“I genuinely want to make meaningful change in our world, whether limited to the City of Detroit or expanded to change our nation,” she says. “By meaningful change, I mean increasing access to justice, ameliorating social inequalities, and protecting our most vulnerable populations. Every day, we see individuals suffering from human and civil rights violations. While recognizing the issues in our nation is important, it is most important to step up and do something about them. I believe that the Constitution is an excellent tool for fighting for change.

“I was raised in a household that values hard work, integrity, and dedication. I was also taught to recognize my own privilege, understand there are some things I can’t and will not experience, and use that knowledge to be kind, caring, compassionate, and do right by others, especially those in need.”

Tirakian is the social media coordinator for the Wayne Law chapter of If/When/How, a national organization dedicated to training and educating lawyers to become effective advocates for reproductive justice. “The organization is dedicated to creating a legal community that works to preserve and even expand the rights to create, maintain, and sustain a family, if, when, and how an individual chooses to.”

The organization recently hosted a national event where medical sociologist Dr. Janet Hankin presented her research on infant mortality rates in the City of Detroit. Hankin is on a task force finding workable solutions to combat the systemic issues contributing to this problem—including, but not limited to, poverty, racial discrimination, inadequate housing, and lack of continuity of care during the maternity period.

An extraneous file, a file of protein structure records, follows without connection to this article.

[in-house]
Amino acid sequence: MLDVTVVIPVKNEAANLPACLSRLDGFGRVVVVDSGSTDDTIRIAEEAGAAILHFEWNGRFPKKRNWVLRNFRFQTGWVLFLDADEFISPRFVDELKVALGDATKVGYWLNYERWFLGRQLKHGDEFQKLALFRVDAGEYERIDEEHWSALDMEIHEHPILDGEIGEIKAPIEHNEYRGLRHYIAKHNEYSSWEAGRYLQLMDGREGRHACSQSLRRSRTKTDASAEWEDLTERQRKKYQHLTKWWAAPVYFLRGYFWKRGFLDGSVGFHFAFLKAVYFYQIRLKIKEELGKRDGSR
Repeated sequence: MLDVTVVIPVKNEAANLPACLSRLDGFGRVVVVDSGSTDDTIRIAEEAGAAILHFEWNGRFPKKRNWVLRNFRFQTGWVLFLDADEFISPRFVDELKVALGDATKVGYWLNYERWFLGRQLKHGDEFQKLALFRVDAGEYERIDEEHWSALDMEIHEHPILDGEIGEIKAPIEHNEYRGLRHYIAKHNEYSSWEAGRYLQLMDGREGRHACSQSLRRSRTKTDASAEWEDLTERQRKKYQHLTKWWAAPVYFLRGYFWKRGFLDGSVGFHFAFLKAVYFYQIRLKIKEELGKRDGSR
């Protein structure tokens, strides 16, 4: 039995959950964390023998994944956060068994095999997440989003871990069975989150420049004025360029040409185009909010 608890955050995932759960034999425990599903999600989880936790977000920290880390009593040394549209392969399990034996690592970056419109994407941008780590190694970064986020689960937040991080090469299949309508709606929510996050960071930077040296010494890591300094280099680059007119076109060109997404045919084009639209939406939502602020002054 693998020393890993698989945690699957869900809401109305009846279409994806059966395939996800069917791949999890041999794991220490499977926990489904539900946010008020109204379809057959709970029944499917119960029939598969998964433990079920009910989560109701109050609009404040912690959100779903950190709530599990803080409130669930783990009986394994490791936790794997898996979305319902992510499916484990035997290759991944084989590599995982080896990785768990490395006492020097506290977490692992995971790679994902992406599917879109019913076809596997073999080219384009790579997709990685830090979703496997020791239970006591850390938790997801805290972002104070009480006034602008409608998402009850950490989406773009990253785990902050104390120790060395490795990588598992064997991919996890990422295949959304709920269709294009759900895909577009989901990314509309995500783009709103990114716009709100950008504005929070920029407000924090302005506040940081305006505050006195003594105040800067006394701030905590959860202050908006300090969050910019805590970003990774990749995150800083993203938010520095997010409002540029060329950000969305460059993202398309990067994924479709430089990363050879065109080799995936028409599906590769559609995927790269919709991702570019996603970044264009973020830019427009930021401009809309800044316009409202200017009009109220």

“Her research showed Detroit’s infant mortality rate is almost three times higher than the rest of the United States, which is huge, considering the U.S. has one of the highest infant mortality rates in the world when compared to other well-developed nations,” Tirakian says.

A student attorney for the Elder Law Advocacy Center in Redford, Tirakian finds it rewarding to solve legal problems for the elderly. In this role, her responsibilities include calling clients, doing legal research, assisting in filling out forms, and helping to prepare documents to be filed in court. The matters include, but are not limited to settling contract disputes, fraud, and even helping to probate estates. While the work is entirely remote, being able to interact with clients via telephone may be the most rewarding part of the job.

 “I get to speak with the individuals I’m helping to represent and get to know them,” she says.” I get to be a sort of support system for them, since legal and problems are very stressful.

“Many of my clients have been taken advantage of, live alone, or have disabilities,” she says. “Our elderly population is important, and it’s astonishing to see how poorly they are treated at times.

Elder abuse is real, and it’s important to stand up for these individuals.”

She enjoys representing the student body in her role as a 2L Governor, as well as interviewing potential faculty candidates and providing feedback.

As an article editor for the Wayne Law Journal of Law in Society, she has been exposed to compelling and interesting legal scholarship. Her favorite part is writing her own article that focuses on reparations for African-American slave descendants.